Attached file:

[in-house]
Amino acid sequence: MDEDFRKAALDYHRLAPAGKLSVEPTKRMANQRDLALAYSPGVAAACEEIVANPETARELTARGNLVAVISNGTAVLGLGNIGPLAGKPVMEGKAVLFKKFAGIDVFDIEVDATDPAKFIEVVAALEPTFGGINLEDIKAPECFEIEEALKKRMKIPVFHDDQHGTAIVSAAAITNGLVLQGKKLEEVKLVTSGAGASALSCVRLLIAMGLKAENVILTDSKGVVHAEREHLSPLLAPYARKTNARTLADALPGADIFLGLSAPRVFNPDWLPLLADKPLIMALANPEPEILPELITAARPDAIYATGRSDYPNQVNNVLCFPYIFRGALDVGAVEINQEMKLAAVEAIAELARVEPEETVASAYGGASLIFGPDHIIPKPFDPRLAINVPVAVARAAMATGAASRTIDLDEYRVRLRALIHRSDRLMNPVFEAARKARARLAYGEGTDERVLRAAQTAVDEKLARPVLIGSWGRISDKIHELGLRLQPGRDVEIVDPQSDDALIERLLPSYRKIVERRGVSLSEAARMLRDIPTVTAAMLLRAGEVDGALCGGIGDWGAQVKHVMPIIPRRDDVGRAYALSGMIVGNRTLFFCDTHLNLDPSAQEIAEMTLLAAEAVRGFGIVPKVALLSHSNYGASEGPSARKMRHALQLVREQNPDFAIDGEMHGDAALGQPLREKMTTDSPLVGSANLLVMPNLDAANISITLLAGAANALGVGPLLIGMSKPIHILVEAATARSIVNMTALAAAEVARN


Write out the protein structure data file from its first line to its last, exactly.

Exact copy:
[in-house]
Amino acid sequence: MDEDFRKAALDYHRLAPAGKLSVEPTKRMANQRDLALAYSPGVAAACEEIVANPETARELTARGNLVAVISNGTAVLGLGNIGPLAGKPVMEGKAVLFKKFAGIDVFDIEVDATDPAKFIEVVAALEPTFGGINLEDIKAPECFEIEEALKKRMKIPVFHDDQHGTAIVSAAAITNGLVLQGKKLEEVKLVTSGAGASALSCVRLLIAMGLKAENVILTDSKGVVHAEREHLSPLLAPYARKTNARTLADALPGADIFLGLSAPRVFNPDWLPLLADKPLIMALANPEPEILPELITAARPDAIYATGRSDYPNQVNNVLCFPYIFRGALDVGAVEINQEMKLAAVEAIAELARVEPEETVASAYGGASLIFGPDHIIPKPFDPRLAINVPVAVARAAMATGAASRTIDLDEYRVRLRALIHRSDRLMNPVFEAARKARARLAYGEGTDERVLRAAQTAVDEKLARPVLIGSWGRISDKIHELGLRLQPGRDVEIVDPQSDDALIERLLPSYRKIVERRGVSLSEAARMLRDIPTVTAAMLLRAGEVDGALCGGIGDWGAQVKHVMPIIPRRDDVGRAYALSGMIVGNRTLFFCDTHLNLDPSAQEIAEMTLLAAEAVRGFGIVPKVALLSHSNYGASEGPSARKMRHALQLVREQNPDFAIDGEMHGDAALGQPLREKMTTDSPLVGSANLLVMPNLDAANISITLLAGAANALGVGPLLIGMSKPIHILVEAATARSIVNMTALAAAEVARN